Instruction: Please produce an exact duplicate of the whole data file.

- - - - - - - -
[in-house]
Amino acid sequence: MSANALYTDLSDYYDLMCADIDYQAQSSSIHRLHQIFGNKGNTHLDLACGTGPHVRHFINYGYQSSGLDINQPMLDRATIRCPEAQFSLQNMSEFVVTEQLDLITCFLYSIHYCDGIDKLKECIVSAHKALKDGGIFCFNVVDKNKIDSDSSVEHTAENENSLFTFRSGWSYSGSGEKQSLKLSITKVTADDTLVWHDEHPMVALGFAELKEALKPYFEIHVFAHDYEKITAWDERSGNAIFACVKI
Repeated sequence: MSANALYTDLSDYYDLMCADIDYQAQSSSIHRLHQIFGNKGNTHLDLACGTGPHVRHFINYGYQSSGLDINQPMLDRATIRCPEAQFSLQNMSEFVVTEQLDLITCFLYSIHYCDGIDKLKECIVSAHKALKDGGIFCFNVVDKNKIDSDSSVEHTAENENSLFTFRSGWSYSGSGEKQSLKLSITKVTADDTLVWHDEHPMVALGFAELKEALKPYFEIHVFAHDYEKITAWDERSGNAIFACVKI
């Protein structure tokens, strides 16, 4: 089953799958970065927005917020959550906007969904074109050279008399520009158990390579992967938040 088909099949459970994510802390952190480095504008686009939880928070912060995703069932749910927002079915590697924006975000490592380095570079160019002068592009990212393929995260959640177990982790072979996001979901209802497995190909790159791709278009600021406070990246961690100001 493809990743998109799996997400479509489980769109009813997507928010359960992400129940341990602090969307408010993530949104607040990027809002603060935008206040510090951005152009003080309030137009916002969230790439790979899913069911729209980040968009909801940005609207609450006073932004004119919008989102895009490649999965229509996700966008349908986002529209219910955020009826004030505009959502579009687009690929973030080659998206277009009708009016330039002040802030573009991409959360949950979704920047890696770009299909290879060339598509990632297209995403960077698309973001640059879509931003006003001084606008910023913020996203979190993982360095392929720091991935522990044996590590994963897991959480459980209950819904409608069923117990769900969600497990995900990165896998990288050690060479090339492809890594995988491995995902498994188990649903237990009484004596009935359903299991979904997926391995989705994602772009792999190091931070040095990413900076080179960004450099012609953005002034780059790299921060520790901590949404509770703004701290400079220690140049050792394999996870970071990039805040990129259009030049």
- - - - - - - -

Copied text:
[in-house]
Amino acid sequence: MSANALYTDLSDYYDLMCADIDYQAQSSSIHRLHQIFGNKGNTHLDLACGTGPHVRHFINYGYQSSGLDINQPMLDRATIRCPEAQFSLQNMSEFVVTEQLDLITCFLYSIHYCDGIDKLKECIVSAHKALKDGGIFCFNVVDKNKIDSDSSVEHTAENENSLFTFRSGWSYSGSGEKQSLKLSITKVTADDTLVWHDEHPMVALGFAELKEALKPYFEIHVFAHDYEKITAWDERSGNAIFACVKI
Repeated sequence: MSANALYTDLSDYYDLMCADIDYQAQSSSIHRLHQIFGNKGNTHLDLACGTGPHVRHFINYGYQSSGLDINQPMLDRATIRCPEAQFSLQNMSEFVVTEQLDLITCFLYSIHYCDGIDKLKECIVSAHKALKDGGIFCFNVVDKNKIDSDSSVEHTAENENSLFTFRSGWSYSGSGEKQSLKLSITKVTADDTLVWHDEHPMVALGFAELKEALKPYFEIHVFAHDYEKITAWDERSGNAIFACVKI
């Protein structure tokens, strides 16, 4: 089953799958970065927005917020959550906007969904074109050279008399520009158990390579992967938040 088909099949459970994510802390952190480095504008686009939880928070912060995703069932749910927002079915590697924006975000490592380095570079160019002068592009990212393929995260959640177990982790072979996001979901209802497995190909790159791709278009600021406070990246961690100001 493809990743998109799996997400479509489980769109009813997507928010359960992400129940341990602090969307408010993530949104607040990027809002603060935008206040510090951005152009003080309030137009916002969230790439790979899913069911729209980040968009909801940005609207609450006073932004004119919008989102895009490649999965229509996700966008349908986002529209219910955020009826004030505009959502579009687009690929973030080659998206277009009708009016330039002040802030573009991409959360949950979704920047890696770009299909290879060339598509990632297209995403960077698309973001640059879509931003006003001084606008910023913020996203979190993982360095392929720091991935522990044996590590994963897991959480459980209950819904409608069923117990769900969600497990995900990165896998990288050690060479090339492809890594995988491995995902498994188990649903237990009484004596009935359903299991979904997926391995989705994602772009792999190091931070040095990413900076080179960004450099012609953005002034780059790299921060520790901590949404509770703004701290400079220690140049050792394999996870970071990039805040990129259009030049």